Biden’s delicate midterm dance – POLITICO

Biden’s imprint on the midterms is most acute in the deluge of TV ads that aired in late summer and early fall leading up to the November election. Between Aug. 1 and last Thursday, Republicans mentioned Biden in 120,000 ads with a total spend of nearly $54 million, according to analysis prepared for POLITICO by ad tracking firm AdImpact.

During the same period in 2018, Democrats mentioned Trump in 68,000 ad runs backed by $30 million in spending.

Chris Hartline, the chief spokesman for Scott and the Republican National Senate Committee, said Biden weighs in from above for a reason, and everything else is just a spin: He’s shunned by most people. Democratic Senate candidates. Hartline said it’s become clearer that nationalizing racing is likely helping the GOP — and that many Democrats “rightly believe the only way to win is for their brand to be completely independent of the Democrats in Washington.”

“The way you deploy a president like Joe Biden, who is as unpopular as he is with Republicans and independents, is to try to increase turnout,” Hartline said of the strategy. “But it looks like he can’t see himself, and the White House won’t let people see him, as someone who only appeals to the progressive base. They have to keep representing him and pretending he’s is a politician who has a wider appeal when in fact it just doesn’t at the moment.

Biden’s schedule lately has been relatively light on the campaign. And when he makes speeches out of town, they are tied to legislative achievements. Aides said Biden would soon begin to average about two trips a week, with more in the final fortnight before the election. Although final decisions have not been made on an itinerary, he will likely continue to favor visiting the Rust Belt – he has already made several trips to Michigan, Wisconsin, Pennsylvania and Ohio – rather than in more remote places. There remains the possibility of a Western swing.

Some of Biden’s non-campaign events have offered other Democrats enough political water to make their presence worthwhile. They also reflect the type of threatened gatherings that House and Senate candidates have explicitly told the White House they see as most helpful to them.

In some ways, Biden’s toughest midterm work was done weeks ago. Tom Perriello, a former Democratic congressman from Virginia who lost his seat in the 2010 cycle, said he was struck by how frontline Democrats enthusiastically tweeted pictures of themselves at the White House celebration for the massive climate and healthcare package. “It wasn’t something you saw in 2010,” he said. “It was a time when everyone was starting to give up [Barack] Obama – apart from a few of us.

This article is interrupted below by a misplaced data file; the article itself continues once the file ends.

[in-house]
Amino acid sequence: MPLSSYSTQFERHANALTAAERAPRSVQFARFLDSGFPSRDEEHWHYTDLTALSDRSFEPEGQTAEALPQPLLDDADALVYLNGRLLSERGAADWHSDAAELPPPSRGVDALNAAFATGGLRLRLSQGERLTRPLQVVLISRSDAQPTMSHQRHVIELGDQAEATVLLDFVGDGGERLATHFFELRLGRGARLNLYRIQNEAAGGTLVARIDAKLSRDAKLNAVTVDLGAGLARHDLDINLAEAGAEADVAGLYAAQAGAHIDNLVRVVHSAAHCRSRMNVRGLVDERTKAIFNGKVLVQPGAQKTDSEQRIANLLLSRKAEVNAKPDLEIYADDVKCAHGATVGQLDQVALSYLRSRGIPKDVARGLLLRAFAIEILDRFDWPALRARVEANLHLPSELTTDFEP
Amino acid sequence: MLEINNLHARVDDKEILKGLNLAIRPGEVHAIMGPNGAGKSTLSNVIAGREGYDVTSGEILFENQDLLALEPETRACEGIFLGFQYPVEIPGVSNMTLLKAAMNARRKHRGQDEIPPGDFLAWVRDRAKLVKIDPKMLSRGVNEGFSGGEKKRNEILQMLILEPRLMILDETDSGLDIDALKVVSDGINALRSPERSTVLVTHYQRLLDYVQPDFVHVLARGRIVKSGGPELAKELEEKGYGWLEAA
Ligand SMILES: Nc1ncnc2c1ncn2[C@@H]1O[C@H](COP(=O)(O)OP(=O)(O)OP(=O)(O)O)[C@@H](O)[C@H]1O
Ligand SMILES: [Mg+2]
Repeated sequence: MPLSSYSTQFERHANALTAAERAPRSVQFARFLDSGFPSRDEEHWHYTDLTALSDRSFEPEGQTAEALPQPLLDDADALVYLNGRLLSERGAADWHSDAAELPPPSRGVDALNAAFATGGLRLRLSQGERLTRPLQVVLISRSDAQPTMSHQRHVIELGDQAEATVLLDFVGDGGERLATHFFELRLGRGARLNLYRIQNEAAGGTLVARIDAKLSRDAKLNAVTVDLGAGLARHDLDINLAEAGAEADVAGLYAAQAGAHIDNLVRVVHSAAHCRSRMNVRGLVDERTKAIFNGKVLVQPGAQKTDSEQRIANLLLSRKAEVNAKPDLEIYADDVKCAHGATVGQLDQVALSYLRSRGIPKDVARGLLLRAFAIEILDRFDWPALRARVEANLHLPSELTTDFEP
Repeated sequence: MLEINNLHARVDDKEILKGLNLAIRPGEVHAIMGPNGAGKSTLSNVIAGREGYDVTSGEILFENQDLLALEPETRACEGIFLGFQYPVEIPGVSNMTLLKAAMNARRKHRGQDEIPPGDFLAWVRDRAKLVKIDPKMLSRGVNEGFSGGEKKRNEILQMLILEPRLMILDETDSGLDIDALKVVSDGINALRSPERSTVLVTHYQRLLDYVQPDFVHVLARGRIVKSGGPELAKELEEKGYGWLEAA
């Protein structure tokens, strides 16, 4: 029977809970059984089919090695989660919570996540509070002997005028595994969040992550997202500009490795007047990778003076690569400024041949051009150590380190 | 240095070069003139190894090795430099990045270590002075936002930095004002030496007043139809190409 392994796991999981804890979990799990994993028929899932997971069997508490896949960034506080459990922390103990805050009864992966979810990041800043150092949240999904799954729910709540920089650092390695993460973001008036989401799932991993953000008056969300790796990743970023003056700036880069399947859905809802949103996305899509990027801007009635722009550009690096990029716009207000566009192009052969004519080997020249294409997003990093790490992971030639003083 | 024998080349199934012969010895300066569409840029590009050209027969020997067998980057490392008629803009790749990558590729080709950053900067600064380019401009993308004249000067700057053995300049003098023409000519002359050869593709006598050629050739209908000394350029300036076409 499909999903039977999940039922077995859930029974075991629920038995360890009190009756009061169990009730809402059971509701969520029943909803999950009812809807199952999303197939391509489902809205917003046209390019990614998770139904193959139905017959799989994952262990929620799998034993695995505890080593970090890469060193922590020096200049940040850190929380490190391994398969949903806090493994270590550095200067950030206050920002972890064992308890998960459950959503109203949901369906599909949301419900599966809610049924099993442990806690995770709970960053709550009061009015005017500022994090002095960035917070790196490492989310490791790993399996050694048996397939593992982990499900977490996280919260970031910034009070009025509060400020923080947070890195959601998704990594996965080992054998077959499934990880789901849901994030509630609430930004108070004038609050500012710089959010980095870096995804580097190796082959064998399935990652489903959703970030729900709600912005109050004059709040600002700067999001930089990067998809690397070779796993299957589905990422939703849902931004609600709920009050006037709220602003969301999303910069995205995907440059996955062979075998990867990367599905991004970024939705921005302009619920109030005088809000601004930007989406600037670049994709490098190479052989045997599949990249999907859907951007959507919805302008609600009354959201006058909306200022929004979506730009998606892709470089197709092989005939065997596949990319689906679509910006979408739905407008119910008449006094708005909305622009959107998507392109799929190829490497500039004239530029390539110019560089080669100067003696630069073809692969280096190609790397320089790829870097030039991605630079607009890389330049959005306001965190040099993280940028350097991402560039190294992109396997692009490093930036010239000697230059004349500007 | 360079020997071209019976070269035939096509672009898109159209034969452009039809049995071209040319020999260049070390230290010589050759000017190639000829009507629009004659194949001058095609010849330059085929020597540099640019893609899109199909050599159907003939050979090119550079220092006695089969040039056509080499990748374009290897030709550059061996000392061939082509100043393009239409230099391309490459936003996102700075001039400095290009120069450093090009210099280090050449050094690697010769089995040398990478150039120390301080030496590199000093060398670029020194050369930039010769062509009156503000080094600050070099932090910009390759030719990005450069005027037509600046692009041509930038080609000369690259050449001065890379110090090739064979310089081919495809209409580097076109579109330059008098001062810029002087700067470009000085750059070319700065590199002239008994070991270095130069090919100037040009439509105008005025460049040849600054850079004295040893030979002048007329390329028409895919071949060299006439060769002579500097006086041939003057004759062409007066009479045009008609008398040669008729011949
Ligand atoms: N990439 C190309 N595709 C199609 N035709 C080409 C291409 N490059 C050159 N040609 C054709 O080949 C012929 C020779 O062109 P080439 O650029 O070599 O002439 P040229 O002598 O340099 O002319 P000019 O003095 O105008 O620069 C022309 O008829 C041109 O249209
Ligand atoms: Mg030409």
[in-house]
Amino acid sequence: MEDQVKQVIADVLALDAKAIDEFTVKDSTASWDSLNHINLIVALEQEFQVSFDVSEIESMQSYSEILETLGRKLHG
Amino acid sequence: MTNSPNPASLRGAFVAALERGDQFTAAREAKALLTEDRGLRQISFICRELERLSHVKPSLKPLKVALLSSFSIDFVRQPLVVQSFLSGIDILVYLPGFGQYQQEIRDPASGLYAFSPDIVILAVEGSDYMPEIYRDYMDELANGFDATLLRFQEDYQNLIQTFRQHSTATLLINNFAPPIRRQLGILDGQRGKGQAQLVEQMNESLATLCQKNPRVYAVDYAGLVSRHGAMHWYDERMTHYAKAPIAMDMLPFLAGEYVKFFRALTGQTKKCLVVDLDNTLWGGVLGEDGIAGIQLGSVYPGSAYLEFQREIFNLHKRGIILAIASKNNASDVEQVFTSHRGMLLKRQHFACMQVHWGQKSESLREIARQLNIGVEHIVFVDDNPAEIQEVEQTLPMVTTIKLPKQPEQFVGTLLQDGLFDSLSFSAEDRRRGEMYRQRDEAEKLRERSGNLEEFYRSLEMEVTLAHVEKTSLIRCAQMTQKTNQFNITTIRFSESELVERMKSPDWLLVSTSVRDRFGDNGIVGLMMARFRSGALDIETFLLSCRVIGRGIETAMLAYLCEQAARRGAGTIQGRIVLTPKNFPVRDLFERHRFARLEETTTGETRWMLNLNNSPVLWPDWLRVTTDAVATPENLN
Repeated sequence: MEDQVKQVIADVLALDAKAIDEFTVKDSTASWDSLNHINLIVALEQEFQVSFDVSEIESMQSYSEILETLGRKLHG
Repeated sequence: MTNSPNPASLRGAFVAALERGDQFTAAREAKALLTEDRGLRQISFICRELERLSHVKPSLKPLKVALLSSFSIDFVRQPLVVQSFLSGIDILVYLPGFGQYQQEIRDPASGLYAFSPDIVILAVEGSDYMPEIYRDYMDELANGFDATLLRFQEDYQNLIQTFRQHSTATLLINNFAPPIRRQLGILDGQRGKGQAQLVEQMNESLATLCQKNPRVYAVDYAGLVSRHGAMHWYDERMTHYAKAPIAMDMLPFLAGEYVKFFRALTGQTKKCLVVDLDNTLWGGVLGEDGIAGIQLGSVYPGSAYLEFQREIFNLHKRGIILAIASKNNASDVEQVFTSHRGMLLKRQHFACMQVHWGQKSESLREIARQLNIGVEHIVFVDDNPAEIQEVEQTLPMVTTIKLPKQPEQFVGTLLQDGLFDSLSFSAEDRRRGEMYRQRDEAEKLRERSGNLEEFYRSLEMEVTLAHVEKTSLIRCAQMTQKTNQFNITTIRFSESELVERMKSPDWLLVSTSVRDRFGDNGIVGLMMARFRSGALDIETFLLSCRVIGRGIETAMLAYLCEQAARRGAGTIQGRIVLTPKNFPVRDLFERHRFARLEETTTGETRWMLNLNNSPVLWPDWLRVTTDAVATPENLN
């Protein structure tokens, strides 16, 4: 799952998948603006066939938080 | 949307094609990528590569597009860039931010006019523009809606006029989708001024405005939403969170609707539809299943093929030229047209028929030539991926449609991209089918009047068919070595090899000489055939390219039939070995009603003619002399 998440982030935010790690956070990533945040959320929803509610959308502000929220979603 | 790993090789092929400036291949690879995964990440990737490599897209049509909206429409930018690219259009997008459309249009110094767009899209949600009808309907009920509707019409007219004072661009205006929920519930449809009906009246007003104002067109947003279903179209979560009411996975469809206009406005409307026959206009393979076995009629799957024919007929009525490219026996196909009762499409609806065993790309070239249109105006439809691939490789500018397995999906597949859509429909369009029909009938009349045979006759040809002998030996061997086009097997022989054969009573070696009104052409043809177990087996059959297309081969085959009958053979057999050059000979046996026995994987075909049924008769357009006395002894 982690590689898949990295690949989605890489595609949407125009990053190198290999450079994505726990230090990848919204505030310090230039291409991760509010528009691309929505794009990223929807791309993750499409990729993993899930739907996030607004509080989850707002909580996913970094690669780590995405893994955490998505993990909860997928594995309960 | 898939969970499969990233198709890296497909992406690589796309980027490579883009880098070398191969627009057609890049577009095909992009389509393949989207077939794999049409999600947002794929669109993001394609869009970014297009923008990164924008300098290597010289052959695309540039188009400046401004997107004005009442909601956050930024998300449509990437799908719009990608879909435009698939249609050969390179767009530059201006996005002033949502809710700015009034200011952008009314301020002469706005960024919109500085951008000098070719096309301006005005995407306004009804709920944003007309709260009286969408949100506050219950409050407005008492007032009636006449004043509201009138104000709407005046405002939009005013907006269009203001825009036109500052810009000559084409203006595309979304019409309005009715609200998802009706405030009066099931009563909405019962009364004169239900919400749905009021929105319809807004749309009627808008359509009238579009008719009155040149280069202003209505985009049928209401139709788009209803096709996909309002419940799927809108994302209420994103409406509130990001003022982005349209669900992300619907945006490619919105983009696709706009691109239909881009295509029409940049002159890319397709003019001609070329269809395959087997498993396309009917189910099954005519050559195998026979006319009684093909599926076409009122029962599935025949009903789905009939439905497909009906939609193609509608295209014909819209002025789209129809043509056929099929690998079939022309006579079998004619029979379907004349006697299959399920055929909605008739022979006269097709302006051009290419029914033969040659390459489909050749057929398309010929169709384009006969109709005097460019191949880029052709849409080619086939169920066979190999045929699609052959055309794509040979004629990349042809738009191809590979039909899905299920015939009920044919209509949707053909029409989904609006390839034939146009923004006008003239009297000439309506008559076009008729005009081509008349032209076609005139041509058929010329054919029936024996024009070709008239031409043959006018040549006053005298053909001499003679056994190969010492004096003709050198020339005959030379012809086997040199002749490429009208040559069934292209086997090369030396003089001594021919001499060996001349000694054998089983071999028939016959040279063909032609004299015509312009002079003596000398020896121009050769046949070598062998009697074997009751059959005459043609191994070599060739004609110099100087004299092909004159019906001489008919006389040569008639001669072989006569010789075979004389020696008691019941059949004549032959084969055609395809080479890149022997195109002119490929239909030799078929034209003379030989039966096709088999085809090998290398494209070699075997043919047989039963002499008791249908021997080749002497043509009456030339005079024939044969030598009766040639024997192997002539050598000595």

Perriello knows the dynamic. He was one of the few endangered congressmen Obama campaigned for at the end of that 2010 midterm election; choosing to fully embrace the then-president and his agenda in the hope that he turned out to be the grassroots vote. It worked, but not enough. Perriello lost his campaign.

“I think President Biden has played a huge role in turning this into an election of choice, highlighting the extremism on the other side, and demonstrating the steady progress that Democrats represent, including directly in making the ‘dream American “affordable again,” Perriello said. . “And I think he did a lot of that before Labor Day in a way that created a landscape that allows some very strong Democratic candidates to get the deal done in their individual races.”

White House aides are quick to note that even when a candidate avoids a visit from the president, they almost always invoke his record, even if it’s not his name. And party officials say the decision is ultimately left to the candidates themselves.

“If it makes sense for a candidate to run with him, he will campaign with him. Otherwise, he won’t,” said Adrienne Elrod, a Democratic strategist with close ties to the White House. “Each candidate will make a decision based on the shape of their own race: sometimes you run with Washington, sometimes against.”

Strategists say visits by national figures to rotating districts can be helpful in generating voter registration and grassroots enthusiasm. But Biden also acknowledges that presidents are inherently polarizing, recalling previous cycles when Democrats wanted him on the trail rather than Obama.

Still, Biden has made it clear he’s looking forward to more on the road, even if he’s not running with specific candidates. He thinks he’s the best messenger to tout his administration’s work and take on what he’s called “MAGA Republicans.”

Still, the White House’s plan to get Biden on the road continued to come in fits and starts. Domestic politics took precedence over international affairs last week, as Biden traveled to London for Queen Elizabeth’s funeral and then to New York for the United Nations General Assembly. Florida, which was canceled due to an approaching hurricane, was the only political trip scheduled for the week.


Politico

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